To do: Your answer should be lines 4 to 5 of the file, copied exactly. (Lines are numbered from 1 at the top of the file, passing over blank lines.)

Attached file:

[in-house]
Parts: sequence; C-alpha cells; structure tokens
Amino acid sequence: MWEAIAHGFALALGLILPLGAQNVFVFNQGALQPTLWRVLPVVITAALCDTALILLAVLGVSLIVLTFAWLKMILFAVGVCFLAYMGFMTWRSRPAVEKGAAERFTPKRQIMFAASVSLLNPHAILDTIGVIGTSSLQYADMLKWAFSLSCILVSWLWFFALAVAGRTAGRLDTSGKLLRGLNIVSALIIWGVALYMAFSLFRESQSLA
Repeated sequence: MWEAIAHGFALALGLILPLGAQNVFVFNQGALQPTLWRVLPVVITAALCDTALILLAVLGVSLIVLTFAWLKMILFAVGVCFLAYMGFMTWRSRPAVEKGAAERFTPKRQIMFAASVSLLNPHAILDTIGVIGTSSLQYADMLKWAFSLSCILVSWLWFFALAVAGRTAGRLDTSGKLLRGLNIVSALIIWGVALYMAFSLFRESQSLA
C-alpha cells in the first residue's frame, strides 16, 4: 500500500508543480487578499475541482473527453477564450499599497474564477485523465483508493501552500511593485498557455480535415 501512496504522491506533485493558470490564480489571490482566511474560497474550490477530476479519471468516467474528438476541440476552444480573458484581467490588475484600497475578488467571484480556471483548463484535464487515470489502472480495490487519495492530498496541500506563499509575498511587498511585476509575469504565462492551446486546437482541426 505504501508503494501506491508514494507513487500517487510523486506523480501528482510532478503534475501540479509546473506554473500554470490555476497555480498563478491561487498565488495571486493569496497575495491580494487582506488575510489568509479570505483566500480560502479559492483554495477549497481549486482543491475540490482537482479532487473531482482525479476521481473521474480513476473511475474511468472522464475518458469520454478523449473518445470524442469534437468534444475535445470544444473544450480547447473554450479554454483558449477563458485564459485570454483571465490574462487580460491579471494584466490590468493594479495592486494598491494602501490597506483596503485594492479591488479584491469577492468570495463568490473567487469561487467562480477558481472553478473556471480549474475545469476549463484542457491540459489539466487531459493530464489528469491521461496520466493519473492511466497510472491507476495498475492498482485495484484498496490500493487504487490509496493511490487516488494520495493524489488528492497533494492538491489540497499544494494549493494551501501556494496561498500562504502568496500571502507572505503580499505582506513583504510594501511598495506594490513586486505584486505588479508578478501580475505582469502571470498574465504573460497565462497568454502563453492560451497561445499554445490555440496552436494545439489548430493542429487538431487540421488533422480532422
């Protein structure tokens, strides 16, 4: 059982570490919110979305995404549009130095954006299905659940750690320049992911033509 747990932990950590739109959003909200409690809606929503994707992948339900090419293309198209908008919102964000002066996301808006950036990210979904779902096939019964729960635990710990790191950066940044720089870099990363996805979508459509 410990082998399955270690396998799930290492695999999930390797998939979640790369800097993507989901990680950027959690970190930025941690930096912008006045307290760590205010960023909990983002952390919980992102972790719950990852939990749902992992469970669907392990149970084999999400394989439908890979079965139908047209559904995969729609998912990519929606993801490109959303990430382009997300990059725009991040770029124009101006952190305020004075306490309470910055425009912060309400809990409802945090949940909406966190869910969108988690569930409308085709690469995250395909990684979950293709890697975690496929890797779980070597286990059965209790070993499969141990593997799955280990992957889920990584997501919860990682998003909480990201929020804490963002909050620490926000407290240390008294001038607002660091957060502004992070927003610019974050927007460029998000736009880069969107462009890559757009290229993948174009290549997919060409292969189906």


Repeated sequence: MWEAIAHGFALALGLILPLGAQNVFVFNQGALQPTLWRVLPVVITAALCDTALILLAVLGVSLIVLTFAWLKMILFAVGVCFLAYMGFMTWRSRPAVEKGAAERFTPKRQIMFAASVSLLNPHAILDTIGVIGTSSLQYADMLKWAFSLSCILVSWLWFFALAVAGRTAGRLDTSGKLLRGLNIVSALIIWGVALYMAFSLFRESQSLA
C-alpha cells in the first residue's frame, strides 16, 4: 500500500508543480487578499475541482473527453477564450499599497474564477485523465483508493501552500511593485498557455480535415 501512496504522491506533485493558470490564480489571490482566511474560497474550490477530476479519471468516467474528438476541440476552444480573458484581467490588475484600497475578488467571484480556471483548463484535464487515470489502472480495490487519495492530498496541500506563499509575498511587498511585476509575469504565462492551446486546437482541426 505504501508503494501506491508514494507513487500517487510523486506523480501528482510532478503534475501540479509546473506554473500554470490555476497555480498563478491561487498565488495571486493569496497575495491580494487582506488575510489568509479570505483566500480560502479559492483554495477549497481549486482543491475540490482537482479532487473531482482525479476521481473521474480513476473511475474511468472522464475518458469520454478523449473518445470524442469534437468534444475535445470544444473544450480547447473554450479554454483558449477563458485564459485570454483571465490574462487580460491579471494584466490590468493594479495592486494598491494602501490597506483596503485594492479591488479584491469577492468570495463568490473567487469561487467562480477558481472553478473556471480549474475545469476549463484542457491540459489539466487531459493530464489528469491521461496520466493519473492511466497510472491507476495498475492498482485495484484498496490500493487504487490509496493511490487516488494520495493524489488528492497533494492538491489540497499544494494549493494551501501556494496561498500562504502568496500571502507572505503580499505582506513583504510594501511598495506594490513586486505584486505588479508578478501580475505582469502571470498574465504573460497565462497568454502563453492560451497561445499554445490555440496552436494545439489548430493542429487538431487540421488533422480532422